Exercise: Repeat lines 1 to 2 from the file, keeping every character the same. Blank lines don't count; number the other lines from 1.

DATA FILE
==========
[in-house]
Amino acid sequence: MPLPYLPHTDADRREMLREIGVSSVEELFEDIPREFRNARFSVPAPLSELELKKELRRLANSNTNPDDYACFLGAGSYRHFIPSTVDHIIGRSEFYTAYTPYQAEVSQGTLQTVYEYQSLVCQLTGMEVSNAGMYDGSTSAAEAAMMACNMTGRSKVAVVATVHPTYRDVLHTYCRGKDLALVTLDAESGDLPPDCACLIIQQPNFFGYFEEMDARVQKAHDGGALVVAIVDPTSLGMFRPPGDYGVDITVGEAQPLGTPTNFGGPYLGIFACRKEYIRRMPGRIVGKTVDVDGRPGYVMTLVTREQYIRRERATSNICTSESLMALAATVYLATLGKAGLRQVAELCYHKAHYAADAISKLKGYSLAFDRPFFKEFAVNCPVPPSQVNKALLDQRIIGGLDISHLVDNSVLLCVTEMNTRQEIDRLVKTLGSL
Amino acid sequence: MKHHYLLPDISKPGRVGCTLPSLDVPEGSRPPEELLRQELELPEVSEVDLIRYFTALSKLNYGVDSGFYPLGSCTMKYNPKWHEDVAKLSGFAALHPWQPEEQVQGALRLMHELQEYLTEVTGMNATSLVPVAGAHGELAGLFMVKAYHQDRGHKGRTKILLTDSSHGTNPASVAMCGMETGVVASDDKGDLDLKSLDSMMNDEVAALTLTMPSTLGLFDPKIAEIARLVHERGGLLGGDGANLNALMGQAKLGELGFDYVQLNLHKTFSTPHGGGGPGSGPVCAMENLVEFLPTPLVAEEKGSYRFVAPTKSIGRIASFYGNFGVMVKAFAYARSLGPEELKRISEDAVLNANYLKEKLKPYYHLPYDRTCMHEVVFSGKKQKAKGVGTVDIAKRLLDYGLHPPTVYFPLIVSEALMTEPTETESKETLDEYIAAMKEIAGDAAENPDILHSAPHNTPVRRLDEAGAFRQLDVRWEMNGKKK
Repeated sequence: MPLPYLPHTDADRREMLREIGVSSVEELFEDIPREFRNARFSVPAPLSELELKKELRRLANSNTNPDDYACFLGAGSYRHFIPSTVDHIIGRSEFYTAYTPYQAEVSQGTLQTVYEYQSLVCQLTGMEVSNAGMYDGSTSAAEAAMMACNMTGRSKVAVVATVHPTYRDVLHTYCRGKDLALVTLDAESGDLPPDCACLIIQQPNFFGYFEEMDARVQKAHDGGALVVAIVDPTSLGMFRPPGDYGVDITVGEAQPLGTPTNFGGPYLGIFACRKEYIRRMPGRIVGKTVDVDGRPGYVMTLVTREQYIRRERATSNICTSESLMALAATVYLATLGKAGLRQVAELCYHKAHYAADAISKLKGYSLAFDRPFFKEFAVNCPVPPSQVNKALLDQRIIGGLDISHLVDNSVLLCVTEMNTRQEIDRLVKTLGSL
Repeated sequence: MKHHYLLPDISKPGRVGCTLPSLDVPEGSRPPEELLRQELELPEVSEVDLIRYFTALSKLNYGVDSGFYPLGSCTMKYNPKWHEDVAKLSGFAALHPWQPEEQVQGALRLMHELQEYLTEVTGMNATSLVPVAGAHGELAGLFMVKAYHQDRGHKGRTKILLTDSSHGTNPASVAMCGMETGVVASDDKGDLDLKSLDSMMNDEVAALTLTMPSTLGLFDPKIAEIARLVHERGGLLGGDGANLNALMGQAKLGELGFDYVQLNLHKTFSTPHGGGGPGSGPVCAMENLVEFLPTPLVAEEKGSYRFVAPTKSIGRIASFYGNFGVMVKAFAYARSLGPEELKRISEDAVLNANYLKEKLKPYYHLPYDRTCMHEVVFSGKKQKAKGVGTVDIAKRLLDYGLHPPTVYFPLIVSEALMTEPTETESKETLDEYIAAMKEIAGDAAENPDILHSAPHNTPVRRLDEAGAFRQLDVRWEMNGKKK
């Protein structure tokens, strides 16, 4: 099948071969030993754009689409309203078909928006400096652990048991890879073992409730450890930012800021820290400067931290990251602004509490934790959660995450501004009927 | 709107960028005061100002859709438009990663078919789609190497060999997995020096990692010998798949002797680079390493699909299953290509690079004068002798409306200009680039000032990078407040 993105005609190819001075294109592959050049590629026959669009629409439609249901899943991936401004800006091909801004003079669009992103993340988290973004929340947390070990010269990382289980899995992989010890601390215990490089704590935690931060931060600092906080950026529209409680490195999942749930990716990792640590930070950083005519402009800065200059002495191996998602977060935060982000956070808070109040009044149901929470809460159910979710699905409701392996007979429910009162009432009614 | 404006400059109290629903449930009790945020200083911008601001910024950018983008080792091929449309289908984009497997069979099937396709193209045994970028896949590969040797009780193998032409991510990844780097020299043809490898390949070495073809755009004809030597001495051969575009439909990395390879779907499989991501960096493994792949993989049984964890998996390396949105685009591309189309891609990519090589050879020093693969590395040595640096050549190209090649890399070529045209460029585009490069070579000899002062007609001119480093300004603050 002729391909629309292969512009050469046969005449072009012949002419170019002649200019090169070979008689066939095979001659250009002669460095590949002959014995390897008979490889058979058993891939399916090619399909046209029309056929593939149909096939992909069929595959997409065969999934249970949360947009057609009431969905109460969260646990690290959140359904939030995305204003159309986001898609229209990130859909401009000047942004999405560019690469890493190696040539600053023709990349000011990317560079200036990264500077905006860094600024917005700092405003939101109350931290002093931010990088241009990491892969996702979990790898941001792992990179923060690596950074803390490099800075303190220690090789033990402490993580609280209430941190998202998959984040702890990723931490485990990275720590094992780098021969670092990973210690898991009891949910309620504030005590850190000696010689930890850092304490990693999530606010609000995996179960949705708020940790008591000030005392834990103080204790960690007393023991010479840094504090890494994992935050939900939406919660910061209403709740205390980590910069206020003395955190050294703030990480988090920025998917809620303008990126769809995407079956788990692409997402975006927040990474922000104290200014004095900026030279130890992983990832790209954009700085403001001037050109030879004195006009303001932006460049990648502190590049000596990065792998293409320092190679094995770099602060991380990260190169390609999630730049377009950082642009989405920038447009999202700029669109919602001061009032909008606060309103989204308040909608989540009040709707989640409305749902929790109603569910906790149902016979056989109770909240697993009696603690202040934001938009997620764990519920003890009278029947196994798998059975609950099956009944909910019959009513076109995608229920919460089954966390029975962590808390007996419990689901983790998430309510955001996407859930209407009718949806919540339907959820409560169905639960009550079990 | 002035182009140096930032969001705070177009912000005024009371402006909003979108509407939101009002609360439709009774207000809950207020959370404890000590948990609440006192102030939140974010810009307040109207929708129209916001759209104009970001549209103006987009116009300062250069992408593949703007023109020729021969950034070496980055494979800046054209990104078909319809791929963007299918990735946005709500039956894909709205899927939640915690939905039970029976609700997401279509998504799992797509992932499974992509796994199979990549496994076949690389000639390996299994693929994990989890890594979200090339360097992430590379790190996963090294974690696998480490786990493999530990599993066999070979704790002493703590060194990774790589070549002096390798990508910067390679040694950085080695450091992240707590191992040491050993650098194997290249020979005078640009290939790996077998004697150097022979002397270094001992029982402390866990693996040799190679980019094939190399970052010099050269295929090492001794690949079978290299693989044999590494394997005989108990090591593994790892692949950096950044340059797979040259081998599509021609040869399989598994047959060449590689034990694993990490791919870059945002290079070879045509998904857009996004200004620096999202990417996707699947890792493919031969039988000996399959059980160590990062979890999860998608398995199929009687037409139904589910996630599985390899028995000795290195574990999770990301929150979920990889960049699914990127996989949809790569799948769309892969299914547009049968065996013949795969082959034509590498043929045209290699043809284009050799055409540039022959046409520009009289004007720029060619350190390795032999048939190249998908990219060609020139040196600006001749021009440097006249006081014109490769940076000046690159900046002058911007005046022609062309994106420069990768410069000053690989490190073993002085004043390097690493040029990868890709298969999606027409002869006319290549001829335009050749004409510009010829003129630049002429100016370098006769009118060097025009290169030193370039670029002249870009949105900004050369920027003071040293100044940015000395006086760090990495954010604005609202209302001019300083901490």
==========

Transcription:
[in-house]
Amino acid sequence: MPLPYLPHTDADRREMLREIGVSSVEELFEDIPREFRNARFSVPAPLSELELKKELRRLANSNTNPDDYACFLGAGSYRHFIPSTVDHIIGRSEFYTAYTPYQAEVSQGTLQTVYEYQSLVCQLTGMEVSNAGMYDGSTSAAEAAMMACNMTGRSKVAVVATVHPTYRDVLHTYCRGKDLALVTLDAESGDLPPDCACLIIQQPNFFGYFEEMDARVQKAHDGGALVVAIVDPTSLGMFRPPGDYGVDITVGEAQPLGTPTNFGGPYLGIFACRKEYIRRMPGRIVGKTVDVDGRPGYVMTLVTREQYIRRERATSNICTSESLMALAATVYLATLGKAGLRQVAELCYHKAHYAADAISKLKGYSLAFDRPFFKEFAVNCPVPPSQVNKALLDQRIIGGLDISHLVDNSVLLCVTEMNTRQEIDRLVKTLGSL